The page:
I will on occasionally pick an album from my record collection and share it with you. I end up choosing one side of the vinyl due to the commitment of listening to an entire album and reading a post that massive.
As I was nearing the end of my alphabetically ordered collection of old LPs I realized I hadn’t given the Rolling Stones’ Exile on Main St. a spin for some time, so I cracked open the gatefold, smelled that old attic smell and wrote my thoughts on this timeless album.
There is something about Exile that compels even the least avid music explorer to listen to it’s many sounds. The album itself has a great deal of mystery behind it with stories only Mick Jagger and the boys would be able to confirm, and at this point, after the excessive drug use, who knows if they could. Exile was released in ’72 and recorded in the years before in Keith Richard’s French villa near Nice, France. The villa was apparently powered by pirated electricity from a nearby French railway and it’s evident how much power was poured into each and every track. As a testament to its mastery I suggest sampling the first five songs on side one, but the album is classic, so don’t stop there.
Exile begins with, arguably, one of my favorite Stones arrangements, Rocks Off. This first track shows off the highly sexual and drug infused writing ability of Jagger and Richards, but of course Mick’s voice is just another instrument in the wave of sound that hits you. Piano player Nicky Hopkins keeps the pace and trumpeter Bobby Keys turns corners and surges the song in areas that need it, which are few and far between.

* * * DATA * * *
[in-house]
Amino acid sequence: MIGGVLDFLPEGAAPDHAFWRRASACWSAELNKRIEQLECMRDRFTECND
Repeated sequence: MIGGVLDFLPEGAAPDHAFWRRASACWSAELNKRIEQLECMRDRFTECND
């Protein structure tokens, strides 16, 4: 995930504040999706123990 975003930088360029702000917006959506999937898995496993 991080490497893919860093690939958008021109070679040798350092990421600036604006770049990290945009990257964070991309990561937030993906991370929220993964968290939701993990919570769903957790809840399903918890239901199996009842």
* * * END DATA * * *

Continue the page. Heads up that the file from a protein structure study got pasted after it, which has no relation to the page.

“I’m zipping through the days at lightning speed. Plug in, flush out and fire the fuckin’ feed. Heading for the overload, splattered on the dirty road, kick me like you’ve kicked before, I can’t even feel the pain no more.”
Rip this Joint reminds me of a song from a 1950s swing club on speed, which is ironic given the discussion is about the Rolling Stones. The brass section is very evident on side one, and the saxophone can be heard clearly here. The next two songs (Shake Your Hips and Casino Boogie) maintain the grainy, grimey sound of the album while still using what sounds like spoons in Shake Your Hips. The many talents of Mick Jagger.
Casino Boogie makes way for a song that is easily recognizable to the untrained ear, Tumbling Dice. The song alludes to a prolific gambler who can’t settle for any one woman. The best part of this song is easily the groove set by the slow and steady guitar followed closely by the backing singers reminding you that you “got to roll” them. Each time through this album reminds me how amazing Jagger and Richards were as a team, and still are, 40 years later.
“Women think I’m tasty, but they’re always tryin’ to waste me, and make me burn the candle right down. But baby, baby, I don’t need no jewels in my crown.“
Excuse me as I switch to side two and keep listening.